June 07, 2018 156By Thomas Ramsay
“To attract the public's interest, ASKfm tasked four cryptocurrency enthusiasts with the audacious mission of scaling Mount Everest to bury two hardware wallets containing $50,000 worth of the company's tokens, ASKT, at the summit. The wallets could later be retrieved by someone brave enough to scale the mountain and find them, ASKfm suggested.”See the full report for yourself here- http://uk.businessinsider.com/man-dies-climbing-mount-everest-in-askfm-cryptocurrency-publicity-stunt-2018-6?r=US&IR=T Alongside the team sent up the bury the wallets, followed a local guide who was eventually reported missing during horrific weather near the summit. According to Business Insider a member of the ASKfm team tasked to go up the mountain had said:
"At the top of Everest, the weather was very bad, and then we were coming down. We were going down to Camp 4, which is at about 7900m, and one Sherpa [a Himalayan guide] was dying."It is now reported that the man did not return from the mountain and thus is now thought to be dead. Our thoughts go out to the family and friends of the guide who has sadly passed in this horrendous incident. Many people are now questioning the integrity of ASKfm, first of all, why did they think this is an acceptable form of marketing and moreover, why on earth did they think it would be ok to encourage people to climb Everest in order to retrieve some wallets they had decided to bury up there? This is a frankly sickening piece of marketing and a ruthless idea. Even more disturbingly, according to Business Insider:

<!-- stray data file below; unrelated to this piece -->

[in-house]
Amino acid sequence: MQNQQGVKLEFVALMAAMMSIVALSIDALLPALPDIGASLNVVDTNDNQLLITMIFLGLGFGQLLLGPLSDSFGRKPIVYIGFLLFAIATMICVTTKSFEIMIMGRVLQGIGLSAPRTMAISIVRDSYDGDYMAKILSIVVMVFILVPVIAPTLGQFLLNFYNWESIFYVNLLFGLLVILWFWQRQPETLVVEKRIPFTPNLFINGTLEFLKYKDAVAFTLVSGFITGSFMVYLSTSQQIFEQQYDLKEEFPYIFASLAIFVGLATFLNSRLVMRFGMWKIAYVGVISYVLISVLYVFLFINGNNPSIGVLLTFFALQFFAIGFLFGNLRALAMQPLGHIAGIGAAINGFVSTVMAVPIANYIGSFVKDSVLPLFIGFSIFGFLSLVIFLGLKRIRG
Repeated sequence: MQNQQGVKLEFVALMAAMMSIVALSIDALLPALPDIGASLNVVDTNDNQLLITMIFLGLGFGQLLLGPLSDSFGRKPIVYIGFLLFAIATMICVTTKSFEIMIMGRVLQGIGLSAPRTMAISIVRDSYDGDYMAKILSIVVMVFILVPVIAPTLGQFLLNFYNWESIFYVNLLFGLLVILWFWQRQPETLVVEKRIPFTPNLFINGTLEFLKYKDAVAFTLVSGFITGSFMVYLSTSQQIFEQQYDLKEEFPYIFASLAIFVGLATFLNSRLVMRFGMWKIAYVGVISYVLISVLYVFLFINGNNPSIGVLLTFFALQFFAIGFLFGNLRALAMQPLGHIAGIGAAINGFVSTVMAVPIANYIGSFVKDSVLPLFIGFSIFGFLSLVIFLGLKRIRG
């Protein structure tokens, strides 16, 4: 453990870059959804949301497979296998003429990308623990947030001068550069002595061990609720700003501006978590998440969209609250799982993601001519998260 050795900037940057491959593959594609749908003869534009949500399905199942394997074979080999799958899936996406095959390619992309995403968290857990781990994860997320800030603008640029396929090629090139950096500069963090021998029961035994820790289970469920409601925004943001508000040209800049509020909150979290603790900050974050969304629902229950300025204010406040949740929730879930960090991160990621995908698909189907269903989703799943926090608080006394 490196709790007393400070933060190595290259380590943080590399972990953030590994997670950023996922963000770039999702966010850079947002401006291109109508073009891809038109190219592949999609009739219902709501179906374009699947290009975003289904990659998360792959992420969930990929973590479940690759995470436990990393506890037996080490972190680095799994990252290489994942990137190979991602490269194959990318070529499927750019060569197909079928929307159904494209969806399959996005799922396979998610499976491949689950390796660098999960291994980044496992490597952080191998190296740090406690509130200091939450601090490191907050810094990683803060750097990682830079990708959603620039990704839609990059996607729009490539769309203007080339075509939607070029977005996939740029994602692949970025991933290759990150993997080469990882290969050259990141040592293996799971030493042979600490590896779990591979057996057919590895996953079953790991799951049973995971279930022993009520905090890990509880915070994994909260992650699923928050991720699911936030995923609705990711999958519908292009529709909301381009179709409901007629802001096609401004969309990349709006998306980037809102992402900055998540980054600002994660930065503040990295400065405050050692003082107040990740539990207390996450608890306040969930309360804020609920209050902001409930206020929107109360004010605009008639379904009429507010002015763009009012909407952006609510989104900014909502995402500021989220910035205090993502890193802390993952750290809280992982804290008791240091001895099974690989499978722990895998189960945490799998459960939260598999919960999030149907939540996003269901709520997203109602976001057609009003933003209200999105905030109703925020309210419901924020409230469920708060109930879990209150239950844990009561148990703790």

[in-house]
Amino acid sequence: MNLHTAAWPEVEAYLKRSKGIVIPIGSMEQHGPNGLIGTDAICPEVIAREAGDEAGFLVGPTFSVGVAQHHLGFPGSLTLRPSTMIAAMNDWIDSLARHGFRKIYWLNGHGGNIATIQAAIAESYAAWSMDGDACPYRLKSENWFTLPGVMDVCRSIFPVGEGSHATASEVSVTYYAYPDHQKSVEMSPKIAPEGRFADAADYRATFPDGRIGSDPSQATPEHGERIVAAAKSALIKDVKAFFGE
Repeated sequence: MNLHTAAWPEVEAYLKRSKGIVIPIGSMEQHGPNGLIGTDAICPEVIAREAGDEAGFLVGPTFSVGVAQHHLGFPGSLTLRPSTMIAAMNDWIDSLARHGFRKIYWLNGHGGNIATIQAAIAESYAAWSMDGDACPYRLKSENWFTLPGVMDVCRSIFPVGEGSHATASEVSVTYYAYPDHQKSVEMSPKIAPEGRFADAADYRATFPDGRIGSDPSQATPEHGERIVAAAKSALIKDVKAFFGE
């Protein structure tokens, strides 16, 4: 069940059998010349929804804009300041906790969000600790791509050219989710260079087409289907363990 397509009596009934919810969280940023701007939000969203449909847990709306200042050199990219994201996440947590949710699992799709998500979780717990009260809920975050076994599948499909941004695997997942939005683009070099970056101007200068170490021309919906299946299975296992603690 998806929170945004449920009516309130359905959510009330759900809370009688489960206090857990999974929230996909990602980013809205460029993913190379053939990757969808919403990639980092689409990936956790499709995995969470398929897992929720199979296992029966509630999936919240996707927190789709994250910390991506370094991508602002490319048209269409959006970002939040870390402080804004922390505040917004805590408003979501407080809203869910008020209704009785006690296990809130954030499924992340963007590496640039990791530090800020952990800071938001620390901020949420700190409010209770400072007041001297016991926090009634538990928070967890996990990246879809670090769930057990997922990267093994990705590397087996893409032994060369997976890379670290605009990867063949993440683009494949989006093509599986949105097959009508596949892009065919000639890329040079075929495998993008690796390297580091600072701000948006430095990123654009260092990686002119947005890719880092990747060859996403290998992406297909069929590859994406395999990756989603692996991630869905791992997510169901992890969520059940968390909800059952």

“When asked whether or not he felt that ICO marketing stunts had gone too far, Tsaryk (CEO of ASKfm) said he didn't think that ICO marketing and standard marketing were dissimilar, and that he felt it didn't make sense to blame his company for a publicity stunt gone wrong.”It seems as if ASKfm are avoiding taking any form of responsibility for this. This is an utterly tragic story that has concluded with a loss of human life, in circumstances that would be been totally avoidable should somebody at ASKfm had realised how utterly ridiculous of an idea this was. We don’t often say this, but if there’s an ICO you should avoid, its this one, if only because of their poor taste and disregard for the safety of their staff and their fans. Imagine trying to encourage people to climb a mountain, in order to retrieve wallets that would no doubt be almost impossible to find?